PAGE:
Guy Brandon
Immigration through a biblical lens

By guest contributor Guy Brandon of the Jubilee Centre
Immigration is always in the news. With the rise of UKIP and the coming General Election, we can expect to hear more and more heated debate in the coming weeks and months – much of it scaremongering or simply ill-informed. How should Christians seek to understand this subject better?
As a nation, we typically look at this issue economically. We are consumeristic – we want to be able to choose ‘the brightest and the best’, who will boost our economy, but not those who are going to take our jobs or be a burden on our health service. We miss the irony that we claim these people are looking for something for nothing, when our national narrative around immigration is all about what works for us.
The Bible takes a very different approach to immigration. In the Old Testament, a major principle was whether migrants were prepared to integrate fully with Israelite religion and culture. The needs and circumstances of the migrant are also key in how they were viewed.
The Old Testament has different words for different types of immigrant. The ger was typically poor, vulnerable and on the margins of society. They are often mentioned alongside other vulnerable groups such as orphans and widows: those without families and land to support them. If they were prepared to integrate with Israelite life, they were to be treated like any other native. Regardless, they were afforded protections under Israelite law.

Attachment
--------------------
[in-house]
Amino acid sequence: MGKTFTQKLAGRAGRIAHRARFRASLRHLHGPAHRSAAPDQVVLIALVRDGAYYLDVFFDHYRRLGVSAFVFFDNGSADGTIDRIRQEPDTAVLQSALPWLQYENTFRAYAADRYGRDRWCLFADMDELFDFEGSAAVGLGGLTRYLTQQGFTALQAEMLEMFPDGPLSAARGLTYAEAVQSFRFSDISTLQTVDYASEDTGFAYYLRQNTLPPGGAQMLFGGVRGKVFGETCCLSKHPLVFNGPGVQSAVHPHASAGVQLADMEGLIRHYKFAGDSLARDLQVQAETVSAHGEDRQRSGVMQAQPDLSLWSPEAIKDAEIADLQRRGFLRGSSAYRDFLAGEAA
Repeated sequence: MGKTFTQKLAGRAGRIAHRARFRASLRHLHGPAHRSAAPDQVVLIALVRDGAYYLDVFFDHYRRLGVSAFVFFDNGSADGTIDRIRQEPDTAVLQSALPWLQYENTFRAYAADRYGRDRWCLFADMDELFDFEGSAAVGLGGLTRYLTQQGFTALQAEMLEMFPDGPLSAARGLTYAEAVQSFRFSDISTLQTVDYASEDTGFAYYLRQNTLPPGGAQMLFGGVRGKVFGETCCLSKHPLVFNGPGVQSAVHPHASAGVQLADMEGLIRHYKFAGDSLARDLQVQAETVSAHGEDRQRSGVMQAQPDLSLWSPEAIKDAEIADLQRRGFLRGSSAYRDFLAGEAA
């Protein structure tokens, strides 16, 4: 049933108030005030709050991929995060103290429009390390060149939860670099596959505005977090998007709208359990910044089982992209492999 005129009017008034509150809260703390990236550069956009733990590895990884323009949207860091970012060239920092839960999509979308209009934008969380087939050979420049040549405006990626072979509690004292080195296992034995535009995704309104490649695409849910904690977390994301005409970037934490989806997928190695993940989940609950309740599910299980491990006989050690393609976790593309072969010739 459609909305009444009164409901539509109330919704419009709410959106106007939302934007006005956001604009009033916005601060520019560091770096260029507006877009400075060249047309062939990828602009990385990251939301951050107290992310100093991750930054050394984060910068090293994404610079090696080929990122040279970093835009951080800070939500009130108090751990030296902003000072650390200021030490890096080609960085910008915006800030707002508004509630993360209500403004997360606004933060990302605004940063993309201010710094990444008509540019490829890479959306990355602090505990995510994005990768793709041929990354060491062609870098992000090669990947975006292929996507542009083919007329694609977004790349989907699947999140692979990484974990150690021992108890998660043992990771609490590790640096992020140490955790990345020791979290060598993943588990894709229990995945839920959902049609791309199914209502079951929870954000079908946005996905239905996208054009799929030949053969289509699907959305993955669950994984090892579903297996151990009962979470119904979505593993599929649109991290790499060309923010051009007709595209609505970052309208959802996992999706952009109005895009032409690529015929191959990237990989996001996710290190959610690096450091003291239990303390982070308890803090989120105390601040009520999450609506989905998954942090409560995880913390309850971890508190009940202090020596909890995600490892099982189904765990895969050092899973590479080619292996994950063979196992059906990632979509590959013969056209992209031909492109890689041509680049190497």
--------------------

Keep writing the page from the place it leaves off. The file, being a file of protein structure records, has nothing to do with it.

The nokri was economically independent and not interested in becoming a part of Israelite society. They were more likely to be mercenaries and traders who kept their own national identities and loyalties. They were treated with far more caution, because they represented a serious threat to Israelite faith (most notably in the case of Solomon’s hundreds of foreign wives).
One of the challenges for Christians – dual citizens ourselves, of this world and the Kingdom of Heaven (1 Peter 2:11) – is mapping these insights onto our present-day situation. Who are the gerim? Who are the nokrim? In the former category we could certainly include asylum seekers and refugees, perhaps also those who come to the UK to undertake low-paid work because there are no jobs in their home countries.
In the latter category we can include those for whom immigration is simply a commercial transaction and who have no loyalty to their host country. As well as short-term and highly-paid migrants, we might add those who give themselves nokri status by domiciling themselves elsewhere for tax purposes. Multinational corporations that operate here but that are based elsewhere for financial reasons can be viewed the same way.
The language around immigration (and most other public policy) is about fairness. The Bible also cares about fairness and justice, but these are always applied within the context of love – God’s love for his people, our love for him, love of neighbour and, of course, our love for the migrant (Leviticus 19:18, 34).
These principles do not give us all the answers when it comes to understanding the difficult issue of immigration, but they might give a new perspective on it.
To explore a biblical approach to immigration in more detail, book in for the Jubilee Centre seminar on immigration at our Faith + Justice conference here.
Disclaimer: The views and opinions expressed by guest contributors are those of the author. Although broadly in keeping with the objectives of Jubilee+, the views and opinions of the guest do not necessarily represent those of the Jubilee+ team and directors and/or other contributors to this site.